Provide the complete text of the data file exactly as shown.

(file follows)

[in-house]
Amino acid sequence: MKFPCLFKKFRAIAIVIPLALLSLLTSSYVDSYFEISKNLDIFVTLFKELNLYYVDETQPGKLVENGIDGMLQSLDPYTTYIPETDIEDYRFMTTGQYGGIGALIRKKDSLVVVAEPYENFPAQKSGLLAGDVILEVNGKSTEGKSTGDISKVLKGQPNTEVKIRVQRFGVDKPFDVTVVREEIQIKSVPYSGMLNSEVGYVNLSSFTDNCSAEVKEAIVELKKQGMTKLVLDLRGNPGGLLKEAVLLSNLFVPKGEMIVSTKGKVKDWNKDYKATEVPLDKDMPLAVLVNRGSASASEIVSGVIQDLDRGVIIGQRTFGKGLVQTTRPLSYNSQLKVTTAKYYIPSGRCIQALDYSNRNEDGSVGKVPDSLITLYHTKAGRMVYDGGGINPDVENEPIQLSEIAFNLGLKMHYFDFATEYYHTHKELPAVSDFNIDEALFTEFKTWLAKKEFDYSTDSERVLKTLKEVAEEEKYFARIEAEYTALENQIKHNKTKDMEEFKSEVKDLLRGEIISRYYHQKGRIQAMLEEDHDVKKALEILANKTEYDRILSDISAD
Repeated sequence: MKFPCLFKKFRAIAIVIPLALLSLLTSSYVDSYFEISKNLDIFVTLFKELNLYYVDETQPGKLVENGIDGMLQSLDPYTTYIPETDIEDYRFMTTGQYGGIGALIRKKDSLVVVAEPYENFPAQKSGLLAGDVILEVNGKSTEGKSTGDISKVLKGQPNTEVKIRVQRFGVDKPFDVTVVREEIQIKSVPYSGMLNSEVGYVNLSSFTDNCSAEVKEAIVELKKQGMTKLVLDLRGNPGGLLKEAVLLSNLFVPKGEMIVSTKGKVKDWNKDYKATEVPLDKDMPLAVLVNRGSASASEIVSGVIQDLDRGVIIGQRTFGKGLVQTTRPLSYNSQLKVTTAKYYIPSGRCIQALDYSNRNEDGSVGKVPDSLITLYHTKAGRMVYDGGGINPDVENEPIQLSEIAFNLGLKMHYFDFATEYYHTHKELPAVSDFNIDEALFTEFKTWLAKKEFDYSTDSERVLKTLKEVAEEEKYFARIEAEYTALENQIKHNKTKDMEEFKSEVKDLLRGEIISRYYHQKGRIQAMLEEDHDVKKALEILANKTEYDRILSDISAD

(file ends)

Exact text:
[in-house]
Amino acid sequence: MKFPCLFKKFRAIAIVIPLALLSLLTSSYVDSYFEISKNLDIFVTLFKELNLYYVDETQPGKLVENGIDGMLQSLDPYTTYIPETDIEDYRFMTTGQYGGIGALIRKKDSLVVVAEPYENFPAQKSGLLAGDVILEVNGKSTEGKSTGDISKVLKGQPNTEVKIRVQRFGVDKPFDVTVVREEIQIKSVPYSGMLNSEVGYVNLSSFTDNCSAEVKEAIVELKKQGMTKLVLDLRGNPGGLLKEAVLLSNLFVPKGEMIVSTKGKVKDWNKDYKATEVPLDKDMPLAVLVNRGSASASEIVSGVIQDLDRGVIIGQRTFGKGLVQTTRPLSYNSQLKVTTAKYYIPSGRCIQALDYSNRNEDGSVGKVPDSLITLYHTKAGRMVYDGGGINPDVENEPIQLSEIAFNLGLKMHYFDFATEYYHTHKELPAVSDFNIDEALFTEFKTWLAKKEFDYSTDSERVLKTLKEVAEEEKYFARIEAEYTALENQIKHNKTKDMEEFKSEVKDLLRGEIISRYYHQKGRIQAMLEEDHDVKKALEILANKTEYDRILSDISAD
Repeated sequence: MKFPCLFKKFRAIAIVIPLALLSLLTSSYVDSYFEISKNLDIFVTLFKELNLYYVDETQPGKLVENGIDGMLQSLDPYTTYIPETDIEDYRFMTTGQYGGIGALIRKKDSLVVVAEPYENFPAQKSGLLAGDVILEVNGKSTEGKSTGDISKVLKGQPNTEVKIRVQRFGVDKPFDVTVVREEIQIKSVPYSGMLNSEVGYVNLSSFTDNCSAEVKEAIVELKKQGMTKLVLDLRGNPGGLLKEAVLLSNLFVPKGEMIVSTKGKVKDWNKDYKATEVPLDKDMPLAVLVNRGSASASEIVSGVIQDLDRGVIIGQRTFGKGLVQTTRPLSYNSQLKVTTAKYYIPSGRCIQALDYSNRNEDGSVGKVPDSLITLYHTKAGRMVYDGGGINPDVENEPIQLSEIAFNLGLKMHYFDFATEYYHTHKELPAVSDFNIDEALFTEFKTWLAKKEFDYSTDSERVLKTLKEVAEEEKYFARIEAEYTALENQIKHNKTKDMEEFKSEVKDLLRGEIISRYYHQKGRIQAMLEEDHDVKKALEILANKTEYDRILSDISAD